The Case for Cannabis Amnesty

The legalization of cannabis is a turning point for Canada. Legalization sends a positive message to Canadians and the rest of the world that it’s time to move away from the ineffective and harmful war on drugs and adopt a pragmatic approach to the regulation of illicit substances that focuses on harm reduction rather than relying on antiquated stereotypes about cannabis consumers.

In spite of this great leap forward, many Canadians will remain left behind. Decades of cannabis prohibition have saddled hundreds of thousands of Canadians with criminal convictions for non-violent, minor cannabis offences. Indeed, one of the driving factors for cannabis legalization is to reduce the burden that the prosecution of these offences has had on our criminal justice system. These numbers are staggering:

  • In the past 15 years, Canadian police agencies reported more than 800,000 cannabis possession “incidents” to Statistics Canada.
  • In just four years, between 2008/2009 and 2011/2012, cannabis possession accounted for approximately 59,000 adult and 14,000 youth cases in Canadian courts and 25,000 adults and almost 6,000 youth convictions.
  • An estimated 500,000 Canadians currently have a criminal record for cannabis possession.

Moreover, decades of unfair and unequal enforcement of cannabis laws has meant that marginalized and racialized Canadians have been disproportionately burdened by cannabis convictions. Despite similar rates of use across racial groups, racialized Canadians are disproportionately arrested for simple cannabis possession. The following is a description of racial disparities in cannabis possession arrests across Canadian cities for the year 2015.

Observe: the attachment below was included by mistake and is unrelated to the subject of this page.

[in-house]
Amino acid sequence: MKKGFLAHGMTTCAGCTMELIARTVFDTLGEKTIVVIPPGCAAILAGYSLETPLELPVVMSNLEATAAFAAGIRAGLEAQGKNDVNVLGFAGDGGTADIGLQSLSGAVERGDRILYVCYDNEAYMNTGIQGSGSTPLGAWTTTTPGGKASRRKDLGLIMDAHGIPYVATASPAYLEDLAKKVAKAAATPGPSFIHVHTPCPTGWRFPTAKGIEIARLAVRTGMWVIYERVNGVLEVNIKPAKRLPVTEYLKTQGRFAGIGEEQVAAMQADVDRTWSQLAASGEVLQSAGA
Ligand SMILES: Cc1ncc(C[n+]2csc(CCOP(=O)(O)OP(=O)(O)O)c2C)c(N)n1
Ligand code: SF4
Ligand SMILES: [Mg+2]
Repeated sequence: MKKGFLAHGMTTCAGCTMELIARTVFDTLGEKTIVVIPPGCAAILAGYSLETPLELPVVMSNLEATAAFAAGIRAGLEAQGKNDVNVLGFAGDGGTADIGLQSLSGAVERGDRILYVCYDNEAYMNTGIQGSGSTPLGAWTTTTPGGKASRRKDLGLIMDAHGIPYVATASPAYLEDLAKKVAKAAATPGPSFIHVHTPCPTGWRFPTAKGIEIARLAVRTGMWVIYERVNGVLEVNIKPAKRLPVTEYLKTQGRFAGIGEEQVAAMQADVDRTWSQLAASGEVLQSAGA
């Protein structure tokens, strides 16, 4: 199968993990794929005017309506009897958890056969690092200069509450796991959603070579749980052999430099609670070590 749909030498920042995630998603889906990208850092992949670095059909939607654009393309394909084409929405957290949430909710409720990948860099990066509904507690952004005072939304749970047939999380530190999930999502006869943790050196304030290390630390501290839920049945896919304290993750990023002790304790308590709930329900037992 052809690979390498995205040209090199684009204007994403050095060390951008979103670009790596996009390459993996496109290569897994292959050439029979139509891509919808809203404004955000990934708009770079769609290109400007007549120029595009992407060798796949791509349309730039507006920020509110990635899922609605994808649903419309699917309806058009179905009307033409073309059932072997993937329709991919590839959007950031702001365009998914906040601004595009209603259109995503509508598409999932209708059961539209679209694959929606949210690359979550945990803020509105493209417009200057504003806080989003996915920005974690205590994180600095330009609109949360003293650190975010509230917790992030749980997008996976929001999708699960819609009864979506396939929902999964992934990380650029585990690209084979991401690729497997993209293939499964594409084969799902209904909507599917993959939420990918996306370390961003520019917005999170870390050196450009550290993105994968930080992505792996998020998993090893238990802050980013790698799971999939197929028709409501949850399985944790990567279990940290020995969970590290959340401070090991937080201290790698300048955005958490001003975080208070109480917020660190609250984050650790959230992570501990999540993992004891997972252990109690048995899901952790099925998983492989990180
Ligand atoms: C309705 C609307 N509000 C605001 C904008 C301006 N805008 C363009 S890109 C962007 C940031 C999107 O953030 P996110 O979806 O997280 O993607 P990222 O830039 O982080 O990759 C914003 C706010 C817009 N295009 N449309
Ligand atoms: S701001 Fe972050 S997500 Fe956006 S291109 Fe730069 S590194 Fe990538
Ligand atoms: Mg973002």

• In Vancouver Indigenous people were nearly seven times more likely than White people to be arrested for cannabis possession.
  • In Calgary Indigenous and Black people roughly three times more likely to be arrested than White people.
  • In Regina Indigenous and Black people were arrested seven and five times more than often than White people.
  • In Ottawa, Indigenous and Black people were four and five times more likely to be arrested than White, respectively.
  • In Halifax Black people were over four times more likely to be arrested for than White people.

These convictions prevent people from travelling to the United States, volunteering, and finding meaningful employment. Under the Cannabis Act, past convictions may also prevent many Canadians from participating in the country’s growing legal cannabis economy. In short, many people’s lives will continue to be torn apart because of these minor offences.

No Canadian should be burdened with a criminal record for a minor, non-harmful act that will no longer be a crime.  A poll conducted in May 2017 by Nanos Research and the Globe and Mail indicated that 62% of Canadians either support or somewhat support pardons for people with criminal records for marijuana possession.

Cannabis legalization is only the beginning of the story. We need to help the over half million Canadians who have been affected by cannabis prohibition to get their lives back on track. If the government is moving forward, Canadians deserve a right to as well.